When visiting Hong Kong as a tourist, it's convenient to stay in the central areas - Sheung Wan, Wanchai, Causway Bay on the Hong Kong side or Tsim Sha Tsui on the Kowloon side. It's very easy and inexpensive to cross the harbor by subway or ferry. Hotels are very expensive in these areas (and in HK in general) but we got lucky and found a great deal at the Holiday Inn Express in Sheung Wan/SOHO. The location was perfect - steps away from the subway stop and lots of shopping, dining and places to go out. The hotel was clean and comfortable with decent sized rooms, excellent wi-fi and a great breakfast. It doesn't have the spectacular views that you'd get from a hotel on the harbor in Kowloon, but those rooms would require you to dig deep into your pockets. We figured we'd head over to Kowloon at night to get the views anyway.
Our first order of business was to get visas for China. Americans are required to get visas before they visit China. You can't simply purchase one upon arrival at the airport. The fee is $130 per person and you have to send your passport away to the Chinese consulate. We didn't have enough time to do this before we left, and since our visit to China was towards the end of our trip our visa would have expired by the time we arrived.
Luckily, there are services in Hong Kong (which is considered a Semi-Autonomous Region of China and doesn't require visas for entry) that expedite the visa. We used China Travel Services (CTS) as it was recommended to us by a friend and received tons of positive reviews online. We were a little nervous about handing over our passports for a few days while abroad, but it worked out well. We arrived at the office, waited about a half hour, filled out a form, had our pictures taken and paid ~$200 to get our visas processed in 3 business days. Although expensive, it was a smooth and efficient process.
With our first day's housekeeping item out of the way, we had a healthy dinner at O Green Cafe in Sheung Wan.
The next morning we took a ferry across the harbor to Kowloon. While it's faster to take the subway to Kowloon, we wanted to give the ferry a try so we could see the skyline in both directions. It was a really quick ride and the wooden interior of the boat was pretty cool, and a throwback to an earlier time. The view of the city was a little hazy.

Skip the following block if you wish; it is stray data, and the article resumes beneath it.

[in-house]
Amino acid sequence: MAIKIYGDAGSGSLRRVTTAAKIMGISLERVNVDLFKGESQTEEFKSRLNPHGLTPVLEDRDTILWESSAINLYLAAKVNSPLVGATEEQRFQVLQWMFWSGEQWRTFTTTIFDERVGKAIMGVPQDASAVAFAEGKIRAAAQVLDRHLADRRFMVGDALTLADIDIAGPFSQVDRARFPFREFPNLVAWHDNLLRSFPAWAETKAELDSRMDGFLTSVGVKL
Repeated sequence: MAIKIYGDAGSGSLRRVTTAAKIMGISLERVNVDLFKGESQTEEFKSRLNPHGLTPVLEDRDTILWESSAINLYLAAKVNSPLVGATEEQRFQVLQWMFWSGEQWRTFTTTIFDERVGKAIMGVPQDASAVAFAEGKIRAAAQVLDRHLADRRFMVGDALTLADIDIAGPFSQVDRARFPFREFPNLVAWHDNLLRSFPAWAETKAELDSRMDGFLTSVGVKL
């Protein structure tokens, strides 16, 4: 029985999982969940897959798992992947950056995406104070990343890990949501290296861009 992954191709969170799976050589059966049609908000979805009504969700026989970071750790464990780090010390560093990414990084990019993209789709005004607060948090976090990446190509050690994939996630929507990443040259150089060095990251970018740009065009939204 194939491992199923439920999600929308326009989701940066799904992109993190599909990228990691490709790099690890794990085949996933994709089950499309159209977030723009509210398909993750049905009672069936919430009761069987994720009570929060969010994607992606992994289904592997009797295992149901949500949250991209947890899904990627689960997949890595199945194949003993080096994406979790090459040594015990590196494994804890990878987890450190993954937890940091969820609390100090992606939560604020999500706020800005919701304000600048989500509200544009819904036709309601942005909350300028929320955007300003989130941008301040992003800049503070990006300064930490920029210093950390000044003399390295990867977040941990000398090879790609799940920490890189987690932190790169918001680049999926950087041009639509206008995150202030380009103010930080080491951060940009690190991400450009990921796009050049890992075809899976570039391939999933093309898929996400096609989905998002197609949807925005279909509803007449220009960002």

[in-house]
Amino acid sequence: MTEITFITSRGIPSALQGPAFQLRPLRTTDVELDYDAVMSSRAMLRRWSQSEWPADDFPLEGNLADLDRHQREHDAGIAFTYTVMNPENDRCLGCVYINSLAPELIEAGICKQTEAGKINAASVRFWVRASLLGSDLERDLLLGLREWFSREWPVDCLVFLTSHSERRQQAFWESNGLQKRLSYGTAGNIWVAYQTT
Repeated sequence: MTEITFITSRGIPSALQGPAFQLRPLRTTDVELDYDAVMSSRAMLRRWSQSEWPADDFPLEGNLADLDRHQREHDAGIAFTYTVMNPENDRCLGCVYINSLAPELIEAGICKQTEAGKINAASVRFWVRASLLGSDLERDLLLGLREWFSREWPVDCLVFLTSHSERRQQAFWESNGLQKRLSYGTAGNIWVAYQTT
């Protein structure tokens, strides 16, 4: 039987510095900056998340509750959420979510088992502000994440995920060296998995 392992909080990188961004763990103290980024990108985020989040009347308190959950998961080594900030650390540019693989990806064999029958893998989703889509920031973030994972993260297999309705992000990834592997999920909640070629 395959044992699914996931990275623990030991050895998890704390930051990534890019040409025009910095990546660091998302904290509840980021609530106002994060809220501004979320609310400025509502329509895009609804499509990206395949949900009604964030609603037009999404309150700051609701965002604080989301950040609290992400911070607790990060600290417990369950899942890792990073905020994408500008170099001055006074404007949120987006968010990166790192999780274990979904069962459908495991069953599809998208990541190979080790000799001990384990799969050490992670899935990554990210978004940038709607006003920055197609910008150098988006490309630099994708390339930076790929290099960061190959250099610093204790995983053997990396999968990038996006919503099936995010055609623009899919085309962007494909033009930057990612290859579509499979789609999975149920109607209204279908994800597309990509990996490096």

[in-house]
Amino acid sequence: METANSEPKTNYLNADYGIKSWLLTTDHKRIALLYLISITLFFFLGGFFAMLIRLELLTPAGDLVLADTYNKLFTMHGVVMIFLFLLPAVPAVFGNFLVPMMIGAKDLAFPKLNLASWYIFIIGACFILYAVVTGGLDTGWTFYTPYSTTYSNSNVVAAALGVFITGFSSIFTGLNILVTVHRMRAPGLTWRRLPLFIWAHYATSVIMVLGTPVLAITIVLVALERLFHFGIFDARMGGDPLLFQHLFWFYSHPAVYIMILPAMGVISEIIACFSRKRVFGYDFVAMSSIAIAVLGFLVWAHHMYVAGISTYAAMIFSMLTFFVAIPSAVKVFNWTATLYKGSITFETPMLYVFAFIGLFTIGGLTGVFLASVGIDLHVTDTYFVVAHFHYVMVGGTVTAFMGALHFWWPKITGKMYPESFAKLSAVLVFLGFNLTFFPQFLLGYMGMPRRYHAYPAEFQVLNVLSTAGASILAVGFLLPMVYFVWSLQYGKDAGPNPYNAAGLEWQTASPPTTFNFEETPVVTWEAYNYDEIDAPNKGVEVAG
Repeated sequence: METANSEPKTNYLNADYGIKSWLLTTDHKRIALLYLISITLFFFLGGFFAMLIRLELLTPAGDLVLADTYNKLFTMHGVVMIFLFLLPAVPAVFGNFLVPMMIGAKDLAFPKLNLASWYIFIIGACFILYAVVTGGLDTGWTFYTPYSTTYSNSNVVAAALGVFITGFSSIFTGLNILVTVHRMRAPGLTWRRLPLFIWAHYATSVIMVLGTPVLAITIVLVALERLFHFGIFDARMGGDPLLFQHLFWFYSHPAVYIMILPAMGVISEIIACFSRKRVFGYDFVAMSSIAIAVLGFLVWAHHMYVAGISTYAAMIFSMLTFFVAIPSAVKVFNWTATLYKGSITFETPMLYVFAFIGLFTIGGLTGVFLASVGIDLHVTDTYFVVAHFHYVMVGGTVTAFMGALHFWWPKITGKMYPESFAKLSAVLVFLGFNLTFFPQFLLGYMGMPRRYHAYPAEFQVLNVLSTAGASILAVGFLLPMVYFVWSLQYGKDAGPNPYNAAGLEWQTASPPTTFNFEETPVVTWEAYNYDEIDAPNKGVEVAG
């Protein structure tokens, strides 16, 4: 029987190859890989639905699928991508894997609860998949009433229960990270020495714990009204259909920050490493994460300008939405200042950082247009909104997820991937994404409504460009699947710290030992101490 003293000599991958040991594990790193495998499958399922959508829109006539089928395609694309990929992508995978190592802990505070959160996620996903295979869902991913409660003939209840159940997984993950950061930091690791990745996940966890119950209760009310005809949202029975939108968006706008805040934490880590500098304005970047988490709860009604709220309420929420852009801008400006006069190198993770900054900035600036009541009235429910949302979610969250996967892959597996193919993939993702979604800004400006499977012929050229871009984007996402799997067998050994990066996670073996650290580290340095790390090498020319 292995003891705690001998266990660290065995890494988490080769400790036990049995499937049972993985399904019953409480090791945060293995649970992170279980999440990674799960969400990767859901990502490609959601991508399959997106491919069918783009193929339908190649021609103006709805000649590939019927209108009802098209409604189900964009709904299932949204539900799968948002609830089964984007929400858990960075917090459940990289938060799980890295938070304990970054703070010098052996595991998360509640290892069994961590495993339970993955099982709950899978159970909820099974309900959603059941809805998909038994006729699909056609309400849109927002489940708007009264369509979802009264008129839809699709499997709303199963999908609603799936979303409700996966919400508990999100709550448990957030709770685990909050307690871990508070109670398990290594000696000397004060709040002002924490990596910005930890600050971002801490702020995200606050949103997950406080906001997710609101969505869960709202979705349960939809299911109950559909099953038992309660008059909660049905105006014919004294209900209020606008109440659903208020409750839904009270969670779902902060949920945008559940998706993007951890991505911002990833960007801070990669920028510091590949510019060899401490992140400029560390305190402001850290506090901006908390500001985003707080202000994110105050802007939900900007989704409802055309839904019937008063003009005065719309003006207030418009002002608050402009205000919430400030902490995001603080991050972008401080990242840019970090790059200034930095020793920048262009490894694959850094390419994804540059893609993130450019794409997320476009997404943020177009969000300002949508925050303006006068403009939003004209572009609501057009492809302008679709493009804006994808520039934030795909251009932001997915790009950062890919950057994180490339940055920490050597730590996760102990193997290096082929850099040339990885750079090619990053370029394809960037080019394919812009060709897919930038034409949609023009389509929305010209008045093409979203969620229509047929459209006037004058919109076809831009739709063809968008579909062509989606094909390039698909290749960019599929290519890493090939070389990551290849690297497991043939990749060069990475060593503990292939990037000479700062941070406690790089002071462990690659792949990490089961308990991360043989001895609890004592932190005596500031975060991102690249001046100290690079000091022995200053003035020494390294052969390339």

Our next order of business was to find Chris a custom made suit. Hong Kong is known for it's speedy tailors that can turn around a custom made suit in just a few days for a reasonable price. For those of you who don't know Chris, he is very tall and thin and therefore has difficulty finding clothes that fit him properly. Chris had a list of tailors to visit and we ended up visiting three. Unfortunately, the price of a custom made suit has risen quite a bit in the last year or two, and all three tailors quoted him prices much higher than expected. For a little more money, he could have a suit made back home without the rush. He decided to pass on the suit for now. There are lots more shops in HK where you can still get a custom suit cranked out for very little money, but we were advised to skip those as they can sometimes churn out unwearable garments! Oh well.
Antiquity & Modernity working in Harmony
After striking out in the suit department, we took the subway to Diamond Hill to check out the Nan Lian Gardens and Chi Lin Nunnery. This tranquil park is nestled among high rise apartments along the side of Kowloon's giant hills. Upon exiting the subway, we were in between a mall (shocker) and a highway overpass. After crossing the street under the highway, we passed through the garden's gate and boom - we entered an oasis of trees, ponds and beautiful wooden architecture painted in rich warm colors that contrasted perfectly with green surroundings.
From the park we wandered up the stairs to see the Chi Lin Nunnery, which is a Buddhist complex established in the 1930s, and renovated in the style of the Tang dynasty in the 1990s. It's a very serene place with lotus ponds, bonsai trees and altars to Buddha and his disciples. We saw several people praying, meditating and giving offerings to Buddha.
That night we went to Noodlemi - a tiny restaurant in Sheung Wan (maybe 5 tables). This place happened to have lots of gluten free options so it's a good spot if you suffer from Celiacs. Neither of us have Celiacs but we have several friends who do, so we thought it was worth a mention.
So far, we'd had amazing weather. Thankfully, the sunshine would last for our trip up to Victoria Peak the next day!